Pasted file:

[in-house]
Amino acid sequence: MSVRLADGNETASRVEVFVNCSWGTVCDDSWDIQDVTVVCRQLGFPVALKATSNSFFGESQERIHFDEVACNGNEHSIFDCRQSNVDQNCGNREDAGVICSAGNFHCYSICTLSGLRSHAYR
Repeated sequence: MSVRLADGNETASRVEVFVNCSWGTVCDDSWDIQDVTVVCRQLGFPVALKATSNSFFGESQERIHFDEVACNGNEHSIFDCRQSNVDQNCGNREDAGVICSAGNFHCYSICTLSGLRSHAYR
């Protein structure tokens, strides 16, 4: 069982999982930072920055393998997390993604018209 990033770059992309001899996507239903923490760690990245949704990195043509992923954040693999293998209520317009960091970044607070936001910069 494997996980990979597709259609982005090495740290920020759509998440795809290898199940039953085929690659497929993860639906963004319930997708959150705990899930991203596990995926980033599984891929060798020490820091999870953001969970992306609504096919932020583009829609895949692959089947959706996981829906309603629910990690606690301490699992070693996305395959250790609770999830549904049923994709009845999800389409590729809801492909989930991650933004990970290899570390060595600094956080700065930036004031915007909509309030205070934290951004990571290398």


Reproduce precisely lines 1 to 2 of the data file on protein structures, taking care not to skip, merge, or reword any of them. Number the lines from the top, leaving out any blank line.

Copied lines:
[in-house]
Amino acid sequence: MSVRLADGNETASRVEVFVNCSWGTVCDDSWDIQDVTVVCRQLGFPVALKATSNSFFGESQERIHFDEVACNGNEHSIFDCRQSNVDQNCGNREDAGVICSAGNFHCYSICTLSGLRSHAYR